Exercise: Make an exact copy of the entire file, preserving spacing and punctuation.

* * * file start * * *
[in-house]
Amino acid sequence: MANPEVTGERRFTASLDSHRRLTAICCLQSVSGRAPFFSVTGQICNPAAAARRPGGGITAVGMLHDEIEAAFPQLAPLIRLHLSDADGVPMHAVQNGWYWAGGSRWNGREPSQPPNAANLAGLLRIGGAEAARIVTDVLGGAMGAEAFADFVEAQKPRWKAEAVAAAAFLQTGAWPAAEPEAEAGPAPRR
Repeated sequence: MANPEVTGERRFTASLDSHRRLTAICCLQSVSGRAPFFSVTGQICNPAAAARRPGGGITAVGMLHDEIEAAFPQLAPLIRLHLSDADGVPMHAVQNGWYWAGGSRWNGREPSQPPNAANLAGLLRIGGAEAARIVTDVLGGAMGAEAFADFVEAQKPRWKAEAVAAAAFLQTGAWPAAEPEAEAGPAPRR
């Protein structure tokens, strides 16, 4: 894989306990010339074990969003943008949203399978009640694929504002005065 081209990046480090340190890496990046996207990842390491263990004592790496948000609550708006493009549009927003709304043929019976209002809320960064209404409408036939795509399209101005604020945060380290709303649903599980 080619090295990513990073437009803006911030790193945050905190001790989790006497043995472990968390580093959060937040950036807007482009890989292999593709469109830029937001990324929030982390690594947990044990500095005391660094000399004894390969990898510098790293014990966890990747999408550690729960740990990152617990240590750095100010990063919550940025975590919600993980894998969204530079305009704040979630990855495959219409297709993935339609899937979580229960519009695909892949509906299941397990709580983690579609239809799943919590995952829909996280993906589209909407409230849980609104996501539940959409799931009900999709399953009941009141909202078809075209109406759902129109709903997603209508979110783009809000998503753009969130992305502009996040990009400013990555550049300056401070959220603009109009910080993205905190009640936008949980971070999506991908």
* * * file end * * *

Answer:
[in-house]
Amino acid sequence: MANPEVTGERRFTASLDSHRRLTAICCLQSVSGRAPFFSVTGQICNPAAAARRPGGGITAVGMLHDEIEAAFPQLAPLIRLHLSDADGVPMHAVQNGWYWAGGSRWNGREPSQPPNAANLAGLLRIGGAEAARIVTDVLGGAMGAEAFADFVEAQKPRWKAEAVAAAAFLQTGAWPAAEPEAEAGPAPRR
Repeated sequence: MANPEVTGERRFTASLDSHRRLTAICCLQSVSGRAPFFSVTGQICNPAAAARRPGGGITAVGMLHDEIEAAFPQLAPLIRLHLSDADGVPMHAVQNGWYWAGGSRWNGREPSQPPNAANLAGLLRIGGAEAARIVTDVLGGAMGAEAFADFVEAQKPRWKAEAVAAAAFLQTGAWPAAEPEAEAGPAPRR
């Protein structure tokens, strides 16, 4: 894989306990010339074990969003943008949203399978009640694929504002005065 081209990046480090340190890496990046996207990842390491263990004592790496948000609550708006493009549009927003709304043929019976209002809320960064209404409408036939795509399209101005604020945060380290709303649903599980 080619090295990513990073437009803006911030790193945050905190001790989790006497043995472990968390580093959060937040950036807007482009890989292999593709469109830029937001990324929030982390690594947990044990500095005391660094000399004894390969990898510098790293014990966890990747999408550690729960740990990152617990240590750095100010990063919550940025975590919600993980894998969204530079305009704040979630990855495959219409297709993935339609899937979580229960519009695909892949509906299941397990709580983690579609239809799943919590995952829909996280993906589209909407409230849980609104996501539940959409799931009900999709399953009941009141909202078809075209109406759902129109709903997603209508979110783009809000998503753009969130992305502009996040990009400013990555550049300056401070959220603009109009910080993205905190009640936008949980971070999506991908």